Recovery of the Glory (continued)
Samuel Spanned the Gap
There may be some who doubt whether Samuel did, in fact, play such a vital part in spanning this gap between the departure of the glory and the full recovery in Solomon's temple. Apart from the actual narrative, there is an indication of what both God and men thought of the part he played, in the titles given to the two historical books which tell the story. Up to 1 Samuel 25:1, it can be argued that Samuel was only one of the principle characters. Then he dies, and is no longer on the scene. Yet, in spite of that, both books are called by his name - First Samuel and Second Samuel - though originally, we are told, they were treated as one single book. Who gave the title of "Samuel?" We do not know. But it is singularly appropriate, as many have pointed out. It was Samuel's influence and Samuel's ministry, largely in the unseen realm, that reversed the tragic experience of 'Ichabod' and brought in the fullness of the glory. Where are the Samuel's today? Surely they are as greatly needed in our day as he was in his.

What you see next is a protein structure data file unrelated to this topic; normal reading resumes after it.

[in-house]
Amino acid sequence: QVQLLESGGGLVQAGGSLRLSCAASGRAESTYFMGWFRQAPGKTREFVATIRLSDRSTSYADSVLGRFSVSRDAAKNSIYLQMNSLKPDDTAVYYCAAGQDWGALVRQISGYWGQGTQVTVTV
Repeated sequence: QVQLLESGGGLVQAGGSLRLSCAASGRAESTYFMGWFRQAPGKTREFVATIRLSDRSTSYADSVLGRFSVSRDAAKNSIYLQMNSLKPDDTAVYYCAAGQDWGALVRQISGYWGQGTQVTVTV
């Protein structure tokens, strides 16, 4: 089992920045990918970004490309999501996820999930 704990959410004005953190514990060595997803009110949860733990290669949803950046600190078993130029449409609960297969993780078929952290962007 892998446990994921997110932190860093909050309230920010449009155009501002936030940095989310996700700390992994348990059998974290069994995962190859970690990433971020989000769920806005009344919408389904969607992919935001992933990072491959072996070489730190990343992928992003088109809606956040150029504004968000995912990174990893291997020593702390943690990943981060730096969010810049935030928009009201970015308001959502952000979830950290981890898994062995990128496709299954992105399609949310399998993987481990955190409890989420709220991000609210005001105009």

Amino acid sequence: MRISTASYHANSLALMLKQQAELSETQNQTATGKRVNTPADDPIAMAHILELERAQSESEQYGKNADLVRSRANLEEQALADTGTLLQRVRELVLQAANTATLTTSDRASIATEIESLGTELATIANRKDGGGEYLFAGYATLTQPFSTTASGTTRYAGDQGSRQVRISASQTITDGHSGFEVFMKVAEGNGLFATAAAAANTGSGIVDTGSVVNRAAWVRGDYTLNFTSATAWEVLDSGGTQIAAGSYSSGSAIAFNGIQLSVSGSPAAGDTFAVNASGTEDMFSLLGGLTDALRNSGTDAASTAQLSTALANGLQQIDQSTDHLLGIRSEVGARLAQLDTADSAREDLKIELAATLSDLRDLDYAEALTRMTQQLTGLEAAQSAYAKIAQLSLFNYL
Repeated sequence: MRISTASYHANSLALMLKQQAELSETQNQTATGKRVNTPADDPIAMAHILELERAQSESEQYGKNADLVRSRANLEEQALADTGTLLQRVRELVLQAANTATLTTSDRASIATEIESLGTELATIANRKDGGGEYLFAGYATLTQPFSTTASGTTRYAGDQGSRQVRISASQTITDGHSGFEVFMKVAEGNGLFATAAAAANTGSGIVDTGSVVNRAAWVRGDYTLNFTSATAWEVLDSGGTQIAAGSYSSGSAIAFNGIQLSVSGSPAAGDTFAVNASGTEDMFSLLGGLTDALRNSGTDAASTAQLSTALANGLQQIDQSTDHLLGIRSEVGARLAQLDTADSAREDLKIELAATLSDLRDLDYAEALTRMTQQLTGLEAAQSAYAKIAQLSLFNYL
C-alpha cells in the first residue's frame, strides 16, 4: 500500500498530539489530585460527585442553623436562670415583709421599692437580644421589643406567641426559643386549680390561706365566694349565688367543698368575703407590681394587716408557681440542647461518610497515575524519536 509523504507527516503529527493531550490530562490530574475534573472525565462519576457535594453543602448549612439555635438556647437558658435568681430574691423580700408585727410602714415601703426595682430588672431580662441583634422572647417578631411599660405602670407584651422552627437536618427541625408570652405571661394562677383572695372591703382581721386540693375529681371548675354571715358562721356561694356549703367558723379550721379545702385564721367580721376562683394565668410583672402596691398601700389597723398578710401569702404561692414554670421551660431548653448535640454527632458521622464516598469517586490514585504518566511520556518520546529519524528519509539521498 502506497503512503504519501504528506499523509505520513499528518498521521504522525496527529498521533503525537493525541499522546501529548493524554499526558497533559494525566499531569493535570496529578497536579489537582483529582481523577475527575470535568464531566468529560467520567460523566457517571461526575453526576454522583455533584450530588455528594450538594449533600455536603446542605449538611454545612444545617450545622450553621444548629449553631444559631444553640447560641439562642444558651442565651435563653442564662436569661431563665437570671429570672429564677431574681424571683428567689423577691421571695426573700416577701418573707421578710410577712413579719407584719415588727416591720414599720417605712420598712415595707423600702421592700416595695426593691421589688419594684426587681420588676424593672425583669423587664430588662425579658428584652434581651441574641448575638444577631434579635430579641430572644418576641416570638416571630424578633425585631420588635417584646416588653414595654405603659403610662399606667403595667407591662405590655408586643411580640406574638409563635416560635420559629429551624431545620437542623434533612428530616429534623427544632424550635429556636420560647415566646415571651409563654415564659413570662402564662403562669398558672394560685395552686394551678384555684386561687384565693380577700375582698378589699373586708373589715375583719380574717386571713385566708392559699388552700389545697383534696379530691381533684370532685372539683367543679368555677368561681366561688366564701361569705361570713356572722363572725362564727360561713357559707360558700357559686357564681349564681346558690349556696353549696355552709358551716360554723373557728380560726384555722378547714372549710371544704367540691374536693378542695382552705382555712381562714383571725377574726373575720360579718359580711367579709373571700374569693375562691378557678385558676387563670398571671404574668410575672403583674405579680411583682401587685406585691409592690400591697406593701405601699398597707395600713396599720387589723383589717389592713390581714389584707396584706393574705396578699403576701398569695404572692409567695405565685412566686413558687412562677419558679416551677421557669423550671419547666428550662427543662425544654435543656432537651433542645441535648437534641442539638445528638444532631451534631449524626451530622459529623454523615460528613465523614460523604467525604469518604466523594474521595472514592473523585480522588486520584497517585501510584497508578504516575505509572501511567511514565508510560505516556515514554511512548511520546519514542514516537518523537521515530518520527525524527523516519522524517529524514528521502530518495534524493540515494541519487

When Saul turned against Samuel, we are told that the prophet returned to his home at Ramah. And Ramah, so they say, means "heights." Earlier on he had built an altar at Ramah. How much Israel owed, and how much David and Solomon owed, to this man whose name was in the heights by the altar!
Discipline Unto Prayer
There is a very striking sequence about the arrangement of many of the Books of the Bible; though chronologically it is all wrong to take the order: Nehemiah, Esther, Job; spiritually it is all right. Each of these books centers around, or emphasizes at least, this matter of intercession. Nehemiah is the work of prayer. Prayer is everywhere in Nehemiah; prayer at all times, long prayers, short prayers, but it is all prayer with the work, and work with the prayer. "In everything by prayer and supplication" (Philippians 4:6) - I think that is Nehemiah. In Esther we strike a deeper note: it is the prayer of love, sacrificial love, in the one great moment of intercession of Esther's life. And in the case of Job I think we go deeper still, including, of course, those other two. Here we have not somebody who is marked by what they do so much as somebody whose doing comes out of what they are, the life of prayer.
(continued with # 48)